On 1 March, Archbishop Tapio Luoma sent a letter to Patriarch Kirill of Moscow and All Russia saying that the Evangelical Lutheran Church of Finland is deeply upset by Russia’s invasion of Ukraine. The archbishop appealed to the Patriarch and encouraged him to do all in his power to end the war and find a just peace. However, the ELCF has had to suspend all co-operation with the ROC. Our long theological dialogue is presently on hold, and as you know, the northernmost dioceses in our countries are not continuing their co-operation with the ROC in the Barents region. To maintain our relations requires that the Russian Orthodox Church does not give their support to Russia’s illegal attack. As Archbishop Luoma put it, “Without this condition being met, the communication between our churches cannot continue.”
Common statement with the Orthodox on baptism
As it is known, the Finnish Orthodox Church is not under Moscow, but belongs to the Ecumenical Patriarchate. This, of course, has created international tensions between the Orthodox, and the war has caused problems within Orthodox parishes in Finland. Many people attending the liturgy have relatives either in Russia or in Ukraine, and I heard from the local Orthodox priest that it had not been easy to maintain peace at the coffee table after the service. Quite apart from that, our relations with the Finnish Orthodox Church have developed favorably. We have this year adopted a common statement on baptism, according to which “no member of either church who decides to join the other will be rebaptized”. “In this sense, the churches recognize the validity of each other’s baptism.” As Lutherans and Orthodox, we both “encounter challenging questions regarding the transmission of the Christian heritage”, and “together we want to witness to the gift of baptism and to encourage all to learn more about it”, says the document.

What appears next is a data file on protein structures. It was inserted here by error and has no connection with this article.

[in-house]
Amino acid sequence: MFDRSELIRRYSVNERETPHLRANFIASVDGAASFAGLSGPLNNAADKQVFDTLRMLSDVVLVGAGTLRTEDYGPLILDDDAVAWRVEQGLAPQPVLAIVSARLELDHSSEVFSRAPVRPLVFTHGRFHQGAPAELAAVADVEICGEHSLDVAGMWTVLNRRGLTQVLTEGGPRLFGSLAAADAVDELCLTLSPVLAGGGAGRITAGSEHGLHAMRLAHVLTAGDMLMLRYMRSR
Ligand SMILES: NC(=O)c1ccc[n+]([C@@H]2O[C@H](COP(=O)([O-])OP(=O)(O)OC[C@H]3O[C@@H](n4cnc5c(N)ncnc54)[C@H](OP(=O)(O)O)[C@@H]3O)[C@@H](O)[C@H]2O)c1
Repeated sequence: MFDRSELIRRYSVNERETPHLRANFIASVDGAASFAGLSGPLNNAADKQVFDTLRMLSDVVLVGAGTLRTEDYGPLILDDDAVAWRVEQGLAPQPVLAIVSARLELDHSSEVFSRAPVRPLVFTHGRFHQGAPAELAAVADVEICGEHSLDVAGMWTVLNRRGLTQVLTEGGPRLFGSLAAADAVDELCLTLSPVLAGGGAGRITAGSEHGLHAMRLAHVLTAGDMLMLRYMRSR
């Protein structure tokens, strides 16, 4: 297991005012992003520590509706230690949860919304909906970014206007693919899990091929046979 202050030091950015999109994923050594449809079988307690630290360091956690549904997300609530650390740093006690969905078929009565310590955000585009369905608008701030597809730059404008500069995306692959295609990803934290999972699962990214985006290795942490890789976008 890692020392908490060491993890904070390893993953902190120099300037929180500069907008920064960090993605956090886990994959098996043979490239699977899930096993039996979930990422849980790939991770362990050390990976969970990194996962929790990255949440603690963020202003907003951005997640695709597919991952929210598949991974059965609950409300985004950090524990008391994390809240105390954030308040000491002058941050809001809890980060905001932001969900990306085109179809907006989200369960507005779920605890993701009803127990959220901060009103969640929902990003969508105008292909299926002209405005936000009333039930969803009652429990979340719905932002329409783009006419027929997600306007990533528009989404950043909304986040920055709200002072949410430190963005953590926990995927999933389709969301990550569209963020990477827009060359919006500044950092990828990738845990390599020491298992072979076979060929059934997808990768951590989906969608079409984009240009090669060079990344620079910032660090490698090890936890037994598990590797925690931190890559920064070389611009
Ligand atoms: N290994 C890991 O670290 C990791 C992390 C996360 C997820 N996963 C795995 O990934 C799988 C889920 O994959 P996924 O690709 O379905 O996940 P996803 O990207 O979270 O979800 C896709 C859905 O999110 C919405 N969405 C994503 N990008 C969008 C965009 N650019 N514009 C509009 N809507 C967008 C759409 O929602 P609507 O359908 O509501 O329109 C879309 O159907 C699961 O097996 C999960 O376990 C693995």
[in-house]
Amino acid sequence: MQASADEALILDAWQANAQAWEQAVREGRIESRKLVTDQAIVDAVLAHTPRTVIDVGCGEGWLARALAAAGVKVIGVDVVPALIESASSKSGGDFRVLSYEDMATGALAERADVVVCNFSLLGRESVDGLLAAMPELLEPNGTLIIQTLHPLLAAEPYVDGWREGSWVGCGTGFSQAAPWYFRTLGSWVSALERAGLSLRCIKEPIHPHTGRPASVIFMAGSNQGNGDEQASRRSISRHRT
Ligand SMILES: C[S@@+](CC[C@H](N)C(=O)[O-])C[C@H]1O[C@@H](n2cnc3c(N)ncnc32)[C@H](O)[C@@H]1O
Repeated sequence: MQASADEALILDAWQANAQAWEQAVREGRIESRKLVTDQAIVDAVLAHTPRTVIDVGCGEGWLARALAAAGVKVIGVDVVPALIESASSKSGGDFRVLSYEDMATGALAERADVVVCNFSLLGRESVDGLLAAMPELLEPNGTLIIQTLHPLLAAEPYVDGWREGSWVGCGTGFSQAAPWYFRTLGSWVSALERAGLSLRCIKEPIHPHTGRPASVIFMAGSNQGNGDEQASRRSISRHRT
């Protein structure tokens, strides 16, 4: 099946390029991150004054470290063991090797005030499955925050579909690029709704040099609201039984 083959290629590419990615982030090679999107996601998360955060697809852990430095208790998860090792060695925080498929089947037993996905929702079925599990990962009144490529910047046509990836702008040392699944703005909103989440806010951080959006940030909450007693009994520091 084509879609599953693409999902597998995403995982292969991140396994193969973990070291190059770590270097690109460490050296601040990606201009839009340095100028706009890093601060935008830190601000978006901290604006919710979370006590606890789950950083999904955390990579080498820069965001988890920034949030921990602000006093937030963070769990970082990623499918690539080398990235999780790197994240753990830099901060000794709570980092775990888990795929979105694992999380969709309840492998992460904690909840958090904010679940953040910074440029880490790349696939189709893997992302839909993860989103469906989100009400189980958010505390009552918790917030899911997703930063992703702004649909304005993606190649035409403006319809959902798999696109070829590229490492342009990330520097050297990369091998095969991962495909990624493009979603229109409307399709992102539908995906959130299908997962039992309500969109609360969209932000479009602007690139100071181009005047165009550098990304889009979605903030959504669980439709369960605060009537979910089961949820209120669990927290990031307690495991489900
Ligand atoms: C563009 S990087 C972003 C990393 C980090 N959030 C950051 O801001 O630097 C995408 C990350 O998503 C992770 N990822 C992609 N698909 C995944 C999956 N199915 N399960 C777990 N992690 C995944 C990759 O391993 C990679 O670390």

There nevertheless remains differences in the theology of baptism. This statement does not change anything in the present policy the churches already follow, but it expresses it in a binding way. We hope that the document will strengthen the ecumenism in Finland, and maybe lead up into a wider common statement on baptism between churches of different tradition. Hopefully, it will also contribute into an encouragement for the members in both our churches to bring their children to baptism.